11. After the MiG-29 (9.12) "Fulcrum-A" late version - http://www.britmodeller.com/forums/index.php?showtopic=234925828&hl=fulcrum - , Yufei (Haneto) and Great Wall Hobby 5GWH) are working on a new variant of this fighter aircraft, the MiG-29 (9.13) "Fulcrum-C". In the meantime Yufei has also announced the MiG-29 (9.12) early version... Here are the first pictures Source: http://s362974870.onlinehome.us/forums/air/index.php?showtopic=255187&st=500 V.P.
  12. Alongside the future 1/72nd MiG-29UB (9.51) "Fulcrum-B" (http://www.britmodeller.com/forums/index.php?/topic/234969496-172-mig-29ub-951-fulcrum-b-by-trumpeter-test-build), MiG-29SMT (9.19) "Fulcrum-F" http://www.britmodeller.com/forums/index.php?/topic/234969502-172-mig-29smt-919-fulcrum-f-by-trumpeter-test-shot and classic MiG-29 (9.12) "Fulcrum-A" ( http://www.britmodeller.com/forums/index.php?/topic/234971313-172-mig-29-912-fulcrum-a-by-trumpeter-release-in-2015/?hl=fulcrum), Trumpeter is also to release a MiG-29 (9.13) "Fulcrum-C" kit - ref. 01675 Source: https://www.facebook.com/TrumpeterModel/photos/a.220979711393963.1073741904.103526326472636/455446497947282/?type=1&theater Box art V.P.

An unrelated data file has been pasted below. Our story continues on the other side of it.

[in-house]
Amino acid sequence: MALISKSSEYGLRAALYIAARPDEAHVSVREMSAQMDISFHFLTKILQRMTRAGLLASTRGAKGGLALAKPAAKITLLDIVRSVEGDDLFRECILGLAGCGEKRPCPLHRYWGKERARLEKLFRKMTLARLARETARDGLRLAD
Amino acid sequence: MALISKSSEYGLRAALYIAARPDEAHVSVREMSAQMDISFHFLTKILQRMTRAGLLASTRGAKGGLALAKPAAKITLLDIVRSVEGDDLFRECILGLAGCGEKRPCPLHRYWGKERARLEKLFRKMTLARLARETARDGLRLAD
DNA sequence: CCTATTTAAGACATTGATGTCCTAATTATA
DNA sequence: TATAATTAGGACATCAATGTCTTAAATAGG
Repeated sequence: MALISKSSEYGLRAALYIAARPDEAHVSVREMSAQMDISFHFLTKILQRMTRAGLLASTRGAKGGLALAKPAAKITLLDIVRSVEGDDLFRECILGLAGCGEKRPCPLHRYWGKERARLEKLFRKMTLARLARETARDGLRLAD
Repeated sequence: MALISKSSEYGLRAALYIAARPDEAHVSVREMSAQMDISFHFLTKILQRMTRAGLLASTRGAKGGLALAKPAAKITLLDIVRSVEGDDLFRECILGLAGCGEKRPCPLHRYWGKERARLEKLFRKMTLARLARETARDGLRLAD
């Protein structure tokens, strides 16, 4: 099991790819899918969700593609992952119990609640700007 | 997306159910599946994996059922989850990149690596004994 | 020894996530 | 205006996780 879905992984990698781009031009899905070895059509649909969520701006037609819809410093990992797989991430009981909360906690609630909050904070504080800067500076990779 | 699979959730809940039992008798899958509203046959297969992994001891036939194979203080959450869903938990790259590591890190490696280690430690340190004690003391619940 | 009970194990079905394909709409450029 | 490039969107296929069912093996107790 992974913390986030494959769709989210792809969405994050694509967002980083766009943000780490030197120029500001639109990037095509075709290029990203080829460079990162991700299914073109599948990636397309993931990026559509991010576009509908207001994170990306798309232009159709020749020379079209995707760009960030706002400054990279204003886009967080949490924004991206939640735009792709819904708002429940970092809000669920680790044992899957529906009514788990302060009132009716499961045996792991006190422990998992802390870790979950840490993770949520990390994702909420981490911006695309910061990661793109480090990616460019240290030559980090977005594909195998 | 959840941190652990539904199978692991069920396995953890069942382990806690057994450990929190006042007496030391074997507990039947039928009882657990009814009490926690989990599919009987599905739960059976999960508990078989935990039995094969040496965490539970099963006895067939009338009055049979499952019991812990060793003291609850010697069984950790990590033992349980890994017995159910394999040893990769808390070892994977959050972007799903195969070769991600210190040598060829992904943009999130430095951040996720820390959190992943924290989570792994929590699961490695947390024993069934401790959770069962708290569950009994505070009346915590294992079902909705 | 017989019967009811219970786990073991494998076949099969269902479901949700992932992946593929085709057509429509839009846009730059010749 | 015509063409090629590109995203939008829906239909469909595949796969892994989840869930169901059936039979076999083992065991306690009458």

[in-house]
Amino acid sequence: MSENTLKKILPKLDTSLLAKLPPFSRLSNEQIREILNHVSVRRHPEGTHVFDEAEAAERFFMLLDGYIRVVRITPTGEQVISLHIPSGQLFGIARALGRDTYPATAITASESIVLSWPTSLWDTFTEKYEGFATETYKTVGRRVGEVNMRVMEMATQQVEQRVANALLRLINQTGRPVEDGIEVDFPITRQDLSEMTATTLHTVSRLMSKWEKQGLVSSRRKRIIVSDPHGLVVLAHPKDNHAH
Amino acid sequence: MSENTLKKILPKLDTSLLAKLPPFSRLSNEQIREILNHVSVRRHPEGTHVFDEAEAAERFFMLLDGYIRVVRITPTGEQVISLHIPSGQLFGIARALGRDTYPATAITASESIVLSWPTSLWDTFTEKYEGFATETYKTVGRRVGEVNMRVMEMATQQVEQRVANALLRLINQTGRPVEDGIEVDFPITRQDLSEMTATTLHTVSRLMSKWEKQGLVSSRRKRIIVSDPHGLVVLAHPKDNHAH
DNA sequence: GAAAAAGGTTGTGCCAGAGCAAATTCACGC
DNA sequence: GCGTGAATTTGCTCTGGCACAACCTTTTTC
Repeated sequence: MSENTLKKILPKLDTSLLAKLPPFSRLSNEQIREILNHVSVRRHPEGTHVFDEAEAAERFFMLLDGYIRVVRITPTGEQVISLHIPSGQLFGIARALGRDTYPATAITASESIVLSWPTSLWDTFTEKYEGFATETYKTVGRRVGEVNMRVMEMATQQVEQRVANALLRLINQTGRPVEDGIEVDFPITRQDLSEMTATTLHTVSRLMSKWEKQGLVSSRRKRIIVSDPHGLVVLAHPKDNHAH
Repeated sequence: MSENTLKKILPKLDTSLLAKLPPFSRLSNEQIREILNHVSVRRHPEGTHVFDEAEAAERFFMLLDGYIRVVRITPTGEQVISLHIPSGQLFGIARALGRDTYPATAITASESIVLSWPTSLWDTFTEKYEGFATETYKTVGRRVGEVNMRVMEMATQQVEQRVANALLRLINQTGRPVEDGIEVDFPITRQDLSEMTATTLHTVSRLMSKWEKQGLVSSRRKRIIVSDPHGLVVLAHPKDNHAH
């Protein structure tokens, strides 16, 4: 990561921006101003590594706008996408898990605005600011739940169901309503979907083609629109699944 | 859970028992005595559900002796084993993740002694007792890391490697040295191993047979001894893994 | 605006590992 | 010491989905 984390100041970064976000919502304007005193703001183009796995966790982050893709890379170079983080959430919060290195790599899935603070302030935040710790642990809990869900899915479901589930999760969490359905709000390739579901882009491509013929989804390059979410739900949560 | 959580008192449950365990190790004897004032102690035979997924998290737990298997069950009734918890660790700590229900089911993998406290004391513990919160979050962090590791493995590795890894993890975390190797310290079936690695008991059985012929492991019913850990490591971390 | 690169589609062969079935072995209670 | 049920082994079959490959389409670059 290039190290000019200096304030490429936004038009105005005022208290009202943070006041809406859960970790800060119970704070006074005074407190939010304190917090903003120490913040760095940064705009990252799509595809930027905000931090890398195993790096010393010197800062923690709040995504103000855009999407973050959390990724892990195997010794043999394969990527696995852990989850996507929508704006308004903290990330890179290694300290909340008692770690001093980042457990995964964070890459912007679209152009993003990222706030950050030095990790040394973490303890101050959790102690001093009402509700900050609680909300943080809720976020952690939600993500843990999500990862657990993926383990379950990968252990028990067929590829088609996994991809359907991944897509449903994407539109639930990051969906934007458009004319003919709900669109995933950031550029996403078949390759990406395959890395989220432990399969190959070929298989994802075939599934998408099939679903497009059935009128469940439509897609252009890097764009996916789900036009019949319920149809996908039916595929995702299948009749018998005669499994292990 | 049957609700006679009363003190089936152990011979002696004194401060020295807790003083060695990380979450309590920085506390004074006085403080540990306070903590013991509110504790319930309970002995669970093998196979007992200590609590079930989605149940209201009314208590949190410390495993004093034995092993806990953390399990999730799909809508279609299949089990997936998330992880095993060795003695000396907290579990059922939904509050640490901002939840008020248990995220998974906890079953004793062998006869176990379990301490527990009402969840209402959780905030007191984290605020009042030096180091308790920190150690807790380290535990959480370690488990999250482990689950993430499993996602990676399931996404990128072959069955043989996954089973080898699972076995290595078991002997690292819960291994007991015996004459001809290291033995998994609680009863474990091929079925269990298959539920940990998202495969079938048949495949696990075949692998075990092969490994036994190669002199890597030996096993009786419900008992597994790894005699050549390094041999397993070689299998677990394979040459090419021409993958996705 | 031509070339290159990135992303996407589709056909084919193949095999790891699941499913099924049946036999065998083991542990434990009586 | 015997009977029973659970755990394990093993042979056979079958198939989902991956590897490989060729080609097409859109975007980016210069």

13. Hi All, Well after a lengthy battle, I've finally managed to drag this MIG-29 kicking and screaming into a somewhat finished state. The initial build was.....testing. Everything seamed to go wrong with this one so I decided I might as well make this model look like it has been though the wars too. I tackled this model as a "if it doesn't work, who cares" model so I could experiment. This is the first time I have used oil paints to weather a model. I found it to be a really rewarding process that I can't wait to try again. Obviously it is a little rough round the edges for a first try but it just looks so much more alive than the other clean models next to it on the shelf. I also tried stone chipping via dry brushing silver and enamel washing for the first time. I think for a weathering mule, it's come up pretty nice. Who would have though a model that almost went in the bin would help me learn so much! Thanks BR60066